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The Art Of Negotiation In Change Management

The Art of Negotiation in Change Management

People Change Management is the art of mastering people’s reaction to, and decision making process throughout a change journey, and then supporting whatever that journey may look like. Change is a deeply personal process and for this reason, no two transformations will be the same.

On the blog last week, we looked at communication and the role it plays in successfully driving a change strategy. Throughout March, we’ll unpack the Art of Negotiation and the benefits it has on driving transformation.

One of the biggest challenges, and in fact, one of the biggest reasons for failed change initiatives is resistance. How can we approach these initiatives, expecting resistance? How do we plan for this? How do we use negotiation skills from the outset, to eliminate resistance later on?

Historically, negotiation was perceived as a negative approach to manipulating your opponent into achieving an outcome that leaned in your favour. But, in drawing inspiration from Chris Voss, a former FBI Hostage Negotiator, we look at negotiation as a partnership in pursuit of a mutually beneficial outcome. 


These kind of collaborative discussions should include:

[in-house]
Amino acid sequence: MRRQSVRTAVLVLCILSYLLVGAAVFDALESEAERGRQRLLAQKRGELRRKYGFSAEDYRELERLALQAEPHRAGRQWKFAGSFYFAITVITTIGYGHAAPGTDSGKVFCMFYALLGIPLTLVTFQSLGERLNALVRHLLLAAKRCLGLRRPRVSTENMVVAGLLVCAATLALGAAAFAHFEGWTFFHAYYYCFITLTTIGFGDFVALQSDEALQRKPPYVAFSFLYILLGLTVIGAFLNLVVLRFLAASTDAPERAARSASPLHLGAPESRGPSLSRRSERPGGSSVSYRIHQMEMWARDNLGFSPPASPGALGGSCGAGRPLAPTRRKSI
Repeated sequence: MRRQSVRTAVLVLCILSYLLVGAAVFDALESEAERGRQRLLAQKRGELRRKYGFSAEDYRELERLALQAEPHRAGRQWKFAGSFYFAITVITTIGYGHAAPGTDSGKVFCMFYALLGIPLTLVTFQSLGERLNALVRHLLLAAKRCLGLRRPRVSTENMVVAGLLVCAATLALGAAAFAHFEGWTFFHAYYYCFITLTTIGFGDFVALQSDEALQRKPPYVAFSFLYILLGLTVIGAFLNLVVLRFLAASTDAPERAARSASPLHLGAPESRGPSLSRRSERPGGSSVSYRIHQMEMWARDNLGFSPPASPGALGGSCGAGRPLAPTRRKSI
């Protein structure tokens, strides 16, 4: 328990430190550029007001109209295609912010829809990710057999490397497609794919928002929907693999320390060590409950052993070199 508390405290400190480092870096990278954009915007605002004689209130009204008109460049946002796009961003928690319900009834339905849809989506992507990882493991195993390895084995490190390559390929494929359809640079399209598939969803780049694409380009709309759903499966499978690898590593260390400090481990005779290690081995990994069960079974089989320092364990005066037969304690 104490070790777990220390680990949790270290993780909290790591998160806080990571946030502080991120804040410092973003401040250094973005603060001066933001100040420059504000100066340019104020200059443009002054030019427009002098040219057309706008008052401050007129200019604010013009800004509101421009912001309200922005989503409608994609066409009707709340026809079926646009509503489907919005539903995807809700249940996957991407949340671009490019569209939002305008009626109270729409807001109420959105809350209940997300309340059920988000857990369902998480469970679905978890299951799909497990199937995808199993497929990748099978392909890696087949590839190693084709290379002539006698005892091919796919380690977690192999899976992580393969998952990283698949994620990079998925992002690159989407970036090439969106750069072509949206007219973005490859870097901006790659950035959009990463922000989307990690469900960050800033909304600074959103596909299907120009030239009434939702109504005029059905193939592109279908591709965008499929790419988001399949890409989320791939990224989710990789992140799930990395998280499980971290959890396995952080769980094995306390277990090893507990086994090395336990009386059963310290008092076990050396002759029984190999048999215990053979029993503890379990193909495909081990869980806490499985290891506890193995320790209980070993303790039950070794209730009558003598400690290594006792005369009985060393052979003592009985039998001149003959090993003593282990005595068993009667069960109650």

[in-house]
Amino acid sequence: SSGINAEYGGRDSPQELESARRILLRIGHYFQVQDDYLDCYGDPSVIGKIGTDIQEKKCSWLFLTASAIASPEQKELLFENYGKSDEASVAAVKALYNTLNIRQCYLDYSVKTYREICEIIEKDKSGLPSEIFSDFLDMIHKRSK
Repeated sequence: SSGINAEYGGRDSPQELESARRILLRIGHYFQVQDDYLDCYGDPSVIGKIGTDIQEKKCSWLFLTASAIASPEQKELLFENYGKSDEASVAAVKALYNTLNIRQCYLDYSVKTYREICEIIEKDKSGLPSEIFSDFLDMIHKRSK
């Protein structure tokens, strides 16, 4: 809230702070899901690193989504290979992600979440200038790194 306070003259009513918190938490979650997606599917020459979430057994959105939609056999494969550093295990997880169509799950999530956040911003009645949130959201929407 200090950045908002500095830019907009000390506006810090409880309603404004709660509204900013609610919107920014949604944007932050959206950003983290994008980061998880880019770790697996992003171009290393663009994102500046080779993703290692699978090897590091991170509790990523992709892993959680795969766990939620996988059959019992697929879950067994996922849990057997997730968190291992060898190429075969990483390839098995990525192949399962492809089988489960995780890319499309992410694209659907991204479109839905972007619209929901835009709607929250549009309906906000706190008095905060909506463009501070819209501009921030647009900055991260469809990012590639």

1. Making a concerted effort to show the other party that you are negotiating in good faith. It is important to let them know that your end goal is not to deceive or exploit them, but instead to find positive ways to work together.
  2. Letting them know that you are genuinely interested in what drives their resistance, opinions and insights. Understanding their goals, motivations, wants and fears will help in navigating the negotiation effectively. This interest will lead to an authentic connection and give reassurance that the goal is an optimal outcome for both parties.
  3. Building trust through the use of empathy. Appealing to emotions can build rapport, mutual understanding, influence and ultimately a mutual agreement. Both parties will feel heard and will be more agreeable in making decisions that are focused on a mutually beneficial outcome.

Change leaders often assume that eliminating emotion from the process would create the most logical outcome, avoiding any opportunity to ‘open a can of worms’. But, as we’ve come to understand through neurological research, there is no way to cut people’s feelings out of any process. People will always have an emotional response to any situation, this is human nature. It’s how you deal with these responses that will make all the difference. 

As emotions are expressed through mutual negotiation,

  1. work to deactivate negative feelings, feelings of fear, suspicion, anger, aggression and distrust;
  2. aim to magnify positive emotions, building trust, comfort and rapport.


When there is resistance, we must work to understand that the other side has a rationale, motivations and strong feelings that are fueling their resistance. By using curiosity, empathy, influence, positivity and rapport to guide discussions from the outset of a change journey, employees will feel heard, part of the transformation and may be less likely to offer up resistance further down the line.

Get in touch with us at to find out more about our People Change Management Coaching services.


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